When the millennial president of El Salvador ordered the armed forces to take over Congress, the world watched in horror. Armed soldiers who bullied MPs into approving a loan for new military equipment has been widely interpreted as one of the darkest moments in El Salvador’s history since the end of a bloody civil war in 1992 .
But a year later, things got somehow worse. Nayib Bukele, the ex-publicity executive wearing a leather jacket and referred to as “ hipster Donald Trump, ” this month sacked Supreme Court justices and the country’s attorney general, tearing up what little there is democracy which he took charge of.
International condemnation followed. Yet within the country of 6.5 million people, the popularity of Central America’s most recent “dictator” cannot stop growing. Polls suggest that despite a rapid dismantling of democratic institutions, Mr Bukele’s approval rating has climbed to 91%.
“Bukele is one of us. He’s a man of the people, ”Omar Ticas, a 32-year-old phone salesman told The Telegraph. “If what we had in front of him was democracy, well, democracy doesn’t work for us. We need something more difficult.
A recent poll in San Salvador, the capital, showed support for Mr. Bukele’s populist policies, which found that more than 30% agreed that an authoritarian government may be necessary “under certain circumstances. “.
Many voters credit the president’s security policy for helping reduce rampant gang violence. It established permanent military patrols, approved the use of lethal force by security forces and increased solitary confinement in prisons.
According to Bukele, violent deaths in El Salvador dropped from 50 homicides per 100,000 people when he was elected to nearly 19. But his political opponents say this relative peace was established by a secret pact with the most powerful. Salvadoran gangs. , the Mara Salvatrucha, an assertion that the president denies.
Mr Bukele, 39, came to power in 2019 as a political foreigner. His baseball caps, sunglasses, and savvy use of social media set him apart from the increasingly hated and corrupt political establishment. His advertising experience led to the slogan, “Let them return what they stole,” which has become his mantra.
Mr Bukele, who likes to remind his followers on social media that he ran a nightclub, describes himself as the “coolest president in the world.” But his detractors accuse him of being obsessed with his image and transfixed by his cell phone.
Son of a Muslim father in Bethlehem, who was one of the driving forces behind the construction of some of the first mosques in Latin America, Mr. Bukele managed to negotiate his public life without needing to specify whether he is Catholic , Muslim or evangelist. , simply saying, “I believe in God.”
When he withdrew the armed forces from Congress last year, Mr. Bukele said nothing to his people. Instead, he raised his finger to the sky, indicating that the order to back down had come from above.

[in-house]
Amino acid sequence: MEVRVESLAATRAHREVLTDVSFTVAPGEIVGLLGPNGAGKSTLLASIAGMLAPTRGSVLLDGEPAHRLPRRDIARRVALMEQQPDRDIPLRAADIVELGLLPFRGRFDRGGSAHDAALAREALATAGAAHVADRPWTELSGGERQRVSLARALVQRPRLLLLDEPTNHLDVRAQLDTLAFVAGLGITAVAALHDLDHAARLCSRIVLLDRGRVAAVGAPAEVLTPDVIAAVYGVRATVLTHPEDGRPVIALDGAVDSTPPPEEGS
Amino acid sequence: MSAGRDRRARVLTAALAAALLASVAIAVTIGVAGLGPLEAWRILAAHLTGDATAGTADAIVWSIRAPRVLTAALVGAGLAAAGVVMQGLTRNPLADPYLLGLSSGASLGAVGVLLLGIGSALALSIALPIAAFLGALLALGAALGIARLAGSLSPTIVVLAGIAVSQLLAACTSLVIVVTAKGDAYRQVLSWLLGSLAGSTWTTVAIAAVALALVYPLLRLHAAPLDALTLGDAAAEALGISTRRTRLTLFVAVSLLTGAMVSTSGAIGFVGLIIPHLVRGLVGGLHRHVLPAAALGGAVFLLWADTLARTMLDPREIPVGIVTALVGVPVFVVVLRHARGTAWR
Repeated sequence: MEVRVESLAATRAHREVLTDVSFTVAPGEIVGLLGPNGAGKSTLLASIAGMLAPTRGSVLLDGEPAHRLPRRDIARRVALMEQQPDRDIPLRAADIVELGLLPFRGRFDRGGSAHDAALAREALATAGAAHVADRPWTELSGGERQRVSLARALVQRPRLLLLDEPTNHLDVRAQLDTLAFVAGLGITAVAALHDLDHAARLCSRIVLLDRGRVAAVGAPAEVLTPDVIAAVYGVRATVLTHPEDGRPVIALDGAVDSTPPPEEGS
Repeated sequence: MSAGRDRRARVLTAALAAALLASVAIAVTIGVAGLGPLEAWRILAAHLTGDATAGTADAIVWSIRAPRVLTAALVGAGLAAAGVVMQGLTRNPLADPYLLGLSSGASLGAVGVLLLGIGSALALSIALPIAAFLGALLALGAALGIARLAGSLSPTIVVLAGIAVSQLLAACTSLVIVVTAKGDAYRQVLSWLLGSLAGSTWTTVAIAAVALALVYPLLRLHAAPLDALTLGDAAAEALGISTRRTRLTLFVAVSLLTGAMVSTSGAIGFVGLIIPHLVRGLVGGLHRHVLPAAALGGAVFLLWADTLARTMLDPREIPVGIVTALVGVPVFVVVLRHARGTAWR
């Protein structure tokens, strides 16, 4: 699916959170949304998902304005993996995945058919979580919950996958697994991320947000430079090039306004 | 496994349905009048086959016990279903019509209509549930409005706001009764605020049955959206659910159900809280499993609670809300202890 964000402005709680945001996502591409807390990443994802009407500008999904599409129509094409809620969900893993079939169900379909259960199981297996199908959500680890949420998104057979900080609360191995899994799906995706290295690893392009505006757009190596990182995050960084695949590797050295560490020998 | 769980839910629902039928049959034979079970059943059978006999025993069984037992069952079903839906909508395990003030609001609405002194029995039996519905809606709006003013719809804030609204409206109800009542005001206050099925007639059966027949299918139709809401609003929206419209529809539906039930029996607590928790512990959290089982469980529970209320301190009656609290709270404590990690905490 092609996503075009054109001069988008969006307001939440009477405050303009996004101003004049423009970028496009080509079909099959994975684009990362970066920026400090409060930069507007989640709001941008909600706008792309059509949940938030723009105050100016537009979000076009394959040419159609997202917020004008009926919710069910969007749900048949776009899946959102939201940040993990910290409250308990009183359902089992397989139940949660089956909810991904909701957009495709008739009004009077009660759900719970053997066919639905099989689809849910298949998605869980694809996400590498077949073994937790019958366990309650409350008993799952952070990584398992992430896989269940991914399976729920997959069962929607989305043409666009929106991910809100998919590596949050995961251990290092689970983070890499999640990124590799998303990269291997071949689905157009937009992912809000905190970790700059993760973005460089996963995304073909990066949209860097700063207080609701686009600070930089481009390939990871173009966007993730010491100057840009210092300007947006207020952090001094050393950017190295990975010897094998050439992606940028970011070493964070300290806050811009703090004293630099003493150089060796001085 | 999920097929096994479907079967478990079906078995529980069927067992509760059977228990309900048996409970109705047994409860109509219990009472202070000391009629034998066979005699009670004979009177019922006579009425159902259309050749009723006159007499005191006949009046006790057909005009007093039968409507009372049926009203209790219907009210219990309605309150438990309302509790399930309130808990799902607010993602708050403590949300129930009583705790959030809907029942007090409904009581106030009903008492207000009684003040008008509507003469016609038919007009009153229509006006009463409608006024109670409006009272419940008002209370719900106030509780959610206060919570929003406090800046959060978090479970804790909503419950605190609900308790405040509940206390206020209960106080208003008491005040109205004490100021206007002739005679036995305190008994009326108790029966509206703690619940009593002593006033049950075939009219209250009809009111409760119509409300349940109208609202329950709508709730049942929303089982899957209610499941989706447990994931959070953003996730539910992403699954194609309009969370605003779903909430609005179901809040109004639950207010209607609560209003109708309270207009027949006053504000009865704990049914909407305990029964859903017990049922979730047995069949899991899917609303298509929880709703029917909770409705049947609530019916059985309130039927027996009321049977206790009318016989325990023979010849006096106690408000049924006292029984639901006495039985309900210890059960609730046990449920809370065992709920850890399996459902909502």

During the pandemic, the president championed cash grants and the free distribution of food to those in need. Its draconian lockdown, which allowed residents to leave their homes only twice a week to buy food, drew criticism from human rights groups, but not voters.
“I don’t understand why there is so much drama around this,” said Teresa Carballo, an unemployed mother of four from the city of Santa Ana. “He won the election, we the people chose him, so how can that be undemocratic?”
Recent events have escalated tensions with Washington as the administration of US President Joe Biden attempts to tackle the growing number of migrants fleeing El Salvador, Honduras and Guatemala.
US Secretary of State Antony Blinken has expressed “grave concern” over the dismissal of judges and the attorney general. Speaking to Bukele by telephone, Mr Blinken said that an independent judiciary was essential for democratic governance.
“If anyone in the Biden administration had any hope that Bukele was somehow committed to a democratic regime,” tweeted José Miguel Cruz, a political analyst, “He isn’t. He doesn’t. never been.
Human rights groups call on the International Monetary Fund to suspend negotiations on a key loan to El Salvador or the United States to condition their development assistance on the country’s commitment to democratic health. its institutions.
But these are tricky options: suspending loans or aid could increase economic instability and generate more migration.
Mr Bukele showed his contempt for the international outcry in the aftermath of the vote to impeach the judges: “To our friends in the international community: we want to work with you, do business, travel, get to know each other and help us where we can. . Our doors are more open than ever, ”he said on Twitter.
“But with all due respect: we’re cleaning our house … and it’s none of your business.”